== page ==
Education: The Biggest Predictor of Success
In Washington, D.C., about 30 minutes from where our offices are located, the police chief recently declared a “crime emergency” because of a spike in crime during the month of July. “We’ve had a 95 percent increase in juveniles arrested for robberies. Young Black males, in groups of five to six, ages 13 to 15, are displaying handguns and beating their victims,” said D.C. police chief Charles Ramsey in a recent interview with The Washington Post. “We’re dealing with adolescents who have no remorse, no regrets. And they are well armed,” Ramsey continued.
Unfortunately, this scenario is playing out in many urban communities across the country. The state of Black males is so dire that we’ve covered at least a half-dozen conferences over the past few months focused on the “crisis.” But convening forums is the easy part; the hard part is coming up with solutions.
Diverse correspondent Jamal Watson covered the New York forum, “Winning Strategies for Young Black Men,” last month, where everyone from scholar John McWhorter to actor/author Hill Harper weighed in on how to get Black males back on track. And I, along with Diverse editors, attended a similar forum in Washington a few days later. At that conference, scholars, activists, students, even Bill Cosby, discussed possible solutions and possible reasons why young Black males are, in disproportionate numbers, in trouble.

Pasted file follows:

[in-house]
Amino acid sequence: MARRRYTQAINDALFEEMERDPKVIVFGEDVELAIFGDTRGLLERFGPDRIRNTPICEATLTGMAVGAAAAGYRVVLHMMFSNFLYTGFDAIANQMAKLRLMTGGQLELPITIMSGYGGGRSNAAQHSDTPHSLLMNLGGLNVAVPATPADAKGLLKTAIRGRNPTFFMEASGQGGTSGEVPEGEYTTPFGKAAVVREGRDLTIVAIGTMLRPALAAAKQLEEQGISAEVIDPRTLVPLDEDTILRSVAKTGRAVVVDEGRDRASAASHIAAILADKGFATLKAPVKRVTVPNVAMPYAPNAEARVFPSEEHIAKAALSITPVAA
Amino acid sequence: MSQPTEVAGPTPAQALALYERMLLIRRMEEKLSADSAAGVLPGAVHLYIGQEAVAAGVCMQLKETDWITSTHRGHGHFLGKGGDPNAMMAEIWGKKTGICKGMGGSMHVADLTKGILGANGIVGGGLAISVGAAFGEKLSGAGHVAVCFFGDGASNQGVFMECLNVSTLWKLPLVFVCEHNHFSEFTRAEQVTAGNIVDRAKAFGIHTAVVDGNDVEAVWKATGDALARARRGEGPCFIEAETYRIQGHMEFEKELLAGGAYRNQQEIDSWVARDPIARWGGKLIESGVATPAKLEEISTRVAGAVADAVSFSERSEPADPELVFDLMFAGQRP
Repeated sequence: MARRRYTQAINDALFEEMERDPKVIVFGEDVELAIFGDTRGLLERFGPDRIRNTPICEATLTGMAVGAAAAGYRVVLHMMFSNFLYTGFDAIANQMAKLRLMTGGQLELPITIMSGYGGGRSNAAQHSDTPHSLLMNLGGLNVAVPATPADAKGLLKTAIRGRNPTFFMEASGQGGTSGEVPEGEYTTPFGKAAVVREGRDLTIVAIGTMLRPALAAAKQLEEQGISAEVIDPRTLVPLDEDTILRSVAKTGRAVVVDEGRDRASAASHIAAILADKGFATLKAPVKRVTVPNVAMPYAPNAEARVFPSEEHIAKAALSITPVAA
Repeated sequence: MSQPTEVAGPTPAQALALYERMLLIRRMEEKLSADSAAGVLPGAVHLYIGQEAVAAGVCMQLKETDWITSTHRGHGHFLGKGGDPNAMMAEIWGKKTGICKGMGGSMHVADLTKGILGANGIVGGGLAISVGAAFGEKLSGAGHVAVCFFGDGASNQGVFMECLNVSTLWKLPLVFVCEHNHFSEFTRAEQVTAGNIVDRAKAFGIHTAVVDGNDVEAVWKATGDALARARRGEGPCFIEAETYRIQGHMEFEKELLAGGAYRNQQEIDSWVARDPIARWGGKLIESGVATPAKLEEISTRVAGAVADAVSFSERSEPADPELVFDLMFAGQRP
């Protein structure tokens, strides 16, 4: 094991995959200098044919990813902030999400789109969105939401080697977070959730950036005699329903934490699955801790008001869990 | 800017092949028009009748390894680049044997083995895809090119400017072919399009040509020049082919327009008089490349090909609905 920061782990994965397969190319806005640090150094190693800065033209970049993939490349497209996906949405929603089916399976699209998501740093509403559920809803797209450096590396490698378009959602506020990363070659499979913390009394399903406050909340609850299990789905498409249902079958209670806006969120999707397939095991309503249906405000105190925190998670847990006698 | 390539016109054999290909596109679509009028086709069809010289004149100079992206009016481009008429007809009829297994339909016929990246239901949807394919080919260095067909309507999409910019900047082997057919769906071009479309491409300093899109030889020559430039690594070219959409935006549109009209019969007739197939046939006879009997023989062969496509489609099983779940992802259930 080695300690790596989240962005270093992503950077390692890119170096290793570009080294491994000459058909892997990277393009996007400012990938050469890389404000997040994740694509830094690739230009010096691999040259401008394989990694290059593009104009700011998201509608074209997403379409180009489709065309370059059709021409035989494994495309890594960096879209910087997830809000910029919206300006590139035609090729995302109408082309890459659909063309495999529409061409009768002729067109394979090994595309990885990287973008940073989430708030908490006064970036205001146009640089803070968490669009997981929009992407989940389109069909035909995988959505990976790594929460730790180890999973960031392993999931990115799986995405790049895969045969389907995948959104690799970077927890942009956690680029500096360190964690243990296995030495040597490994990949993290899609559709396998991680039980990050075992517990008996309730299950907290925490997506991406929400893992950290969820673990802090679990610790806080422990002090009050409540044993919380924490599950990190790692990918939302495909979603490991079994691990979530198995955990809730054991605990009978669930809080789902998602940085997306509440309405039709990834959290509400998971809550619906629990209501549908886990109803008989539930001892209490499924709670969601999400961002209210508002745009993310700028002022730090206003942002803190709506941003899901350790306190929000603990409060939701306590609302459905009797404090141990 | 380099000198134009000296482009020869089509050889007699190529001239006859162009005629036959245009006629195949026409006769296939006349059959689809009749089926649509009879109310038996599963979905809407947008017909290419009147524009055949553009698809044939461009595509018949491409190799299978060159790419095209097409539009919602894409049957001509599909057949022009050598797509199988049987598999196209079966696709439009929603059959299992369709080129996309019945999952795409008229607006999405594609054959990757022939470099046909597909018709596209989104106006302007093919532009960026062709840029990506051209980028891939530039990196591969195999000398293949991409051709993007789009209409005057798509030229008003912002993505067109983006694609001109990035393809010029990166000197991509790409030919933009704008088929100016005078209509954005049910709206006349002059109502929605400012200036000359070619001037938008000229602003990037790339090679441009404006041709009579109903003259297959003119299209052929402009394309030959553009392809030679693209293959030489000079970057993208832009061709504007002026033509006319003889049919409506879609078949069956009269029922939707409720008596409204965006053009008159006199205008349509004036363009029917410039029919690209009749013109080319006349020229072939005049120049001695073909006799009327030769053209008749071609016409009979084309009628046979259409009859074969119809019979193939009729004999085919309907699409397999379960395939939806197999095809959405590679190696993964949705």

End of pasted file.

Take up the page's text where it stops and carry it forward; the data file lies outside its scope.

“Juveniles, many of whom have been robbed themselves — ripped off by parents and schools and communities that couldn’t care less about them — have become hardened and increasingly violent,” wrote The Post’s Courtland Milloy in a recent column.
Oakland Mayor-elect Ron Dellums echoed similar sentiments at the forum in Washington, saying that every institution in the Black community by and large has failed Black men: Churches, schools and families. “We are not listening, we are not hearing them,” said Dellums at the event, sponsored by The Post and the Kaiser Family Foundation.
The Kaiser Foundation, which has conducted research on the state of Black males in conjunction with The Post’s ongoing series on the subject, found that the biggest predictor of success for Black men is whether they stay in school. That conclusion may come as no surprise to those of you in the higher education community, but it’s good to hear it again, and maybe that can help focus the discussion.
I didn’t leave much room to discuss our annual journalism edition, which is full of very good articles. Pearl Stewart looks at the current state of student newspapers at Black colleges, updating a piece she reported for us in 2000; Lydia Lum introduces us to Yen Do, who founded a Vietnamese newspaper in California in 1978, allowing his community to keep up with the news in their homeland as well as in the United States. Senior editor Christina Asquith reports on Al Jazeera’s entry into to the U.S. media market. And lastly, a number of our writers profile a diverse group of journalists who discuss how they got started in the industry and offer advice to aspiring journalists.
Hilary Hurd Anyaso
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